Male delegates hunched over a crudely drawn outline of the female body, attempting to reach consensus on a woman's "places of sexual pleasure". On the other side of the conference room, female delegates marked a sketch of the male body with liberal sprinklings of heart symbols to denote his hot spots.
This unfamiliar scene at a workshop this week at the 8th International Congress on AIDS in Asia and the Pacific in Colombo, Sri Lanka, billed as "a session that brings the discussion of pleasure and desire into safer sex dialogue", made it no surprise that there was standing room only.
Discussions about sex at AIDS conferences tend to be highly clinical or completely absent, but HIV is primarily spread through sexual contact, and one of the main reasons people have sex is because it feels good. Yet these two facts are rarely linked when talking about why HIV prevention campaigns have had such limited success.
"It's like HIV is an airborne disease," joked Anne Philpott, founder of the Pleasure Project and the workshop's facilitator. "I remember going to one session about microbicides [a promising prevention technology still in development] where the researcher was talking about the 'insertive probe' and the 'receptive cavity', and it took me a while to realise they were talking about the penis and the vagina."
Philpott set up the Pleasure Project three years ago with the goal of "putting the sexy into safer sex". "Most sexual health education programmes focus on every factor except the reality that people think safer sex is 'unsexy' and not pleasurable," says one of the Pleasure Project's promotional leaflets.
One of the aims of the exercise the delegates were doing was to demonstrate that sex doesn't have to be penetrative to be pleasurable. Inevitably, it also revealed that what one sex thinks the other enjoys often differs from reality.
"I think the male team was thinking about what would give them pleasure instead of what would give the women pleasure," one of the female delegates commented on the men's diagram. "I think the clitoris is missing," said another female participant to enthusiastic applause from her side of the room.
The Pleasure Project runs training workshops for sexual health educators working for non-governmental organisations. "We want them to understand what might restrict them from talking to other people about sex: all of those concerns that aren't normally addressed when you're just doing a condom demonstration," Philpot said.
She argued that associating condoms with fear of disease was a misguided strategy. "If you look at the marketing industry, they use sex to sell toothpaste, and we're not even using it to sell condoms," she told IRIN/PlusNews. The Pleasure Project's website also has a database of projects and organisations worldwide that incorporate pleasure into HIV prevention.
One example is a male condom introduced in Cambodia by Population Services International, a non-profit social marketing organisation, which is sold with a water-based lubricant sachet. The lubricant is marketed as making sex safer and more pleasurable, and sales have risen steadily since its launch in 2003.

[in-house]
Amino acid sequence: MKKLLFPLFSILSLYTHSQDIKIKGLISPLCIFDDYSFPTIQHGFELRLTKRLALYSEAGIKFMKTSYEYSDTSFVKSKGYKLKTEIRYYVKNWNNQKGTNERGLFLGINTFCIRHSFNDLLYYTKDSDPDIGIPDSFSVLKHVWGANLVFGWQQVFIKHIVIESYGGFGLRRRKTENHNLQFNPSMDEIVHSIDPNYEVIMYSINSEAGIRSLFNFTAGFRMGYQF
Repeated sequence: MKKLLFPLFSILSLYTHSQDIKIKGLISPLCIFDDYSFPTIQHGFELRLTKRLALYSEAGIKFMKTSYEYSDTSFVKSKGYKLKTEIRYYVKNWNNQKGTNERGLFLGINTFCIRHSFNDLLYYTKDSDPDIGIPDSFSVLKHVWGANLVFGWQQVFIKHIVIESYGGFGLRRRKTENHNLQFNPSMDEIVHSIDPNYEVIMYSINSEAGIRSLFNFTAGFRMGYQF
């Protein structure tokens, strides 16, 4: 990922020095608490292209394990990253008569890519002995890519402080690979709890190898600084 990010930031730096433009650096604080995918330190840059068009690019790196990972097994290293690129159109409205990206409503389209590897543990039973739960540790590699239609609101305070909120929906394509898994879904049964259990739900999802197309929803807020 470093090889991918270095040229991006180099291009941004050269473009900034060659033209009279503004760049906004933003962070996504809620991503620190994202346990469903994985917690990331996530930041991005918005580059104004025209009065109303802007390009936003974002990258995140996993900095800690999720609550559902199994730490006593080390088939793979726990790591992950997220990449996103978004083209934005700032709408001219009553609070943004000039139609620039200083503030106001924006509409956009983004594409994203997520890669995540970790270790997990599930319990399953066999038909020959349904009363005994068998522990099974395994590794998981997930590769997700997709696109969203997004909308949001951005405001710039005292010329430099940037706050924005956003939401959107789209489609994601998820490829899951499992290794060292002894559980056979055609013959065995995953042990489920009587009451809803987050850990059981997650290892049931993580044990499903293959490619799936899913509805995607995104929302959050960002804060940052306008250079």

According to Philpott, sex workers in Colombo charge clients extra for the arousing process of inserting the female condom into their vaginas. "We can learn from sex workers because they have to be very creative in negotiating safer sex," she told workshop participants.
Philpott also believes health educators and the producers of erotic films can learn a lot from each other. The Pleasure Project provided "condom consultancy" on the set of an erotic instructional video for heterosexual couples called "Modern Loving".
"I'd really like to see condoms being made mandatory in porn films," she said.
This article was produced by IRIN News while it was part of the United Nations Office for the Coordination of Humanitarian Affairs. Please send queries on copyright or liability to the UN. For more information: https://shop.un.org/rights-permissions
We uncovered the sex abuse scandal that rocked the WHO, but there’s more to do
We just covered a report that says the World Health Organization failed to prevent and tackle widespread sexual abuse during the Ebola response in Congo.
Our investigation with the Thomson Reuters Foundation triggered this probe, demonstrating the impact our journalism can have.
But this won’t be the last case of aid worker sex abuse. This also won’t be the last time the aid sector has to ask itself difficult questions about why justice for victims of sexual abuse and exploitation has been sorely lacking.
We’re already working on our next investigation, but reporting like this takes months, sometimes years, and can’t be done alone.
The support of our readers and donors helps keep our journalism free and accessible for all. Donations mean we can keep holding power in the aid sector accountable, and do more of this.